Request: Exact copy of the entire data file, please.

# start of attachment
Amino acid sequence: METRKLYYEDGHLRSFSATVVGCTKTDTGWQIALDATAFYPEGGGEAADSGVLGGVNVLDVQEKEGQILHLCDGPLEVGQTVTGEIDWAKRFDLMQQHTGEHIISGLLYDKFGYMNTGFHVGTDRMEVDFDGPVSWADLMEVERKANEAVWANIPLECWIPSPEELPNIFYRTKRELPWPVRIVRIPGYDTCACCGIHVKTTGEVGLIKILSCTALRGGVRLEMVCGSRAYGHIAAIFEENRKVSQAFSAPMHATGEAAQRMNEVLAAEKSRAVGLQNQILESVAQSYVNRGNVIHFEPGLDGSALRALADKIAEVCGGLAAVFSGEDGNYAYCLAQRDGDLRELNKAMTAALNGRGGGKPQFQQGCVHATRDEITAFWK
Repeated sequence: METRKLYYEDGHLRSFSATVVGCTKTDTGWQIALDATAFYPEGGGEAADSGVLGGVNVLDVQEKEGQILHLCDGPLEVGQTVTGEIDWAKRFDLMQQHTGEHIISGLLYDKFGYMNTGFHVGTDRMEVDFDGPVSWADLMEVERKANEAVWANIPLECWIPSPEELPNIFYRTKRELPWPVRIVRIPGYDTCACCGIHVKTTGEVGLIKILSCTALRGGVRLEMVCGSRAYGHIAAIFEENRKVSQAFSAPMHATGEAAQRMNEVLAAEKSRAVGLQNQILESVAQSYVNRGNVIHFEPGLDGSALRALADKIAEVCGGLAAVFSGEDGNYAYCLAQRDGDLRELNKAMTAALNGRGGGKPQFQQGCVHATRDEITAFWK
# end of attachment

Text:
Amino acid sequence: METRKLYYEDGHLRSFSATVVGCTKTDTGWQIALDATAFYPEGGGEAADSGVLGGVNVLDVQEKEGQILHLCDGPLEVGQTVTGEIDWAKRFDLMQQHTGEHIISGLLYDKFGYMNTGFHVGTDRMEVDFDGPVSWADLMEVERKANEAVWANIPLECWIPSPEELPNIFYRTKRELPWPVRIVRIPGYDTCACCGIHVKTTGEVGLIKILSCTALRGGVRLEMVCGSRAYGHIAAIFEENRKVSQAFSAPMHATGEAAQRMNEVLAAEKSRAVGLQNQILESVAQSYVNRGNVIHFEPGLDGSALRALADKIAEVCGGLAAVFSGEDGNYAYCLAQRDGDLRELNKAMTAALNGRGGGKPQFQQGCVHATRDEITAFWK
Repeated sequence: METRKLYYEDGHLRSFSATVVGCTKTDTGWQIALDATAFYPEGGGEAADSGVLGGVNVLDVQEKEGQILHLCDGPLEVGQTVTGEIDWAKRFDLMQQHTGEHIISGLLYDKFGYMNTGFHVGTDRMEVDFDGPVSWADLMEVERKANEAVWANIPLECWIPSPEELPNIFYRTKRELPWPVRIVRIPGYDTCACCGIHVKTTGEVGLIKILSCTALRGGVRLEMVCGSRAYGHIAAIFEENRKVSQAFSAPMHATGEAAQRMNEVLAAEKSRAVGLQNQILESVAQSYVNRGNVIHFEPGLDGSALRALADKIAEVCGGLAAVFSGEDGNYAYCLAQRDGDLRELNKAMTAALNGRGGGKPQFQQGCVHATRDEITAFWK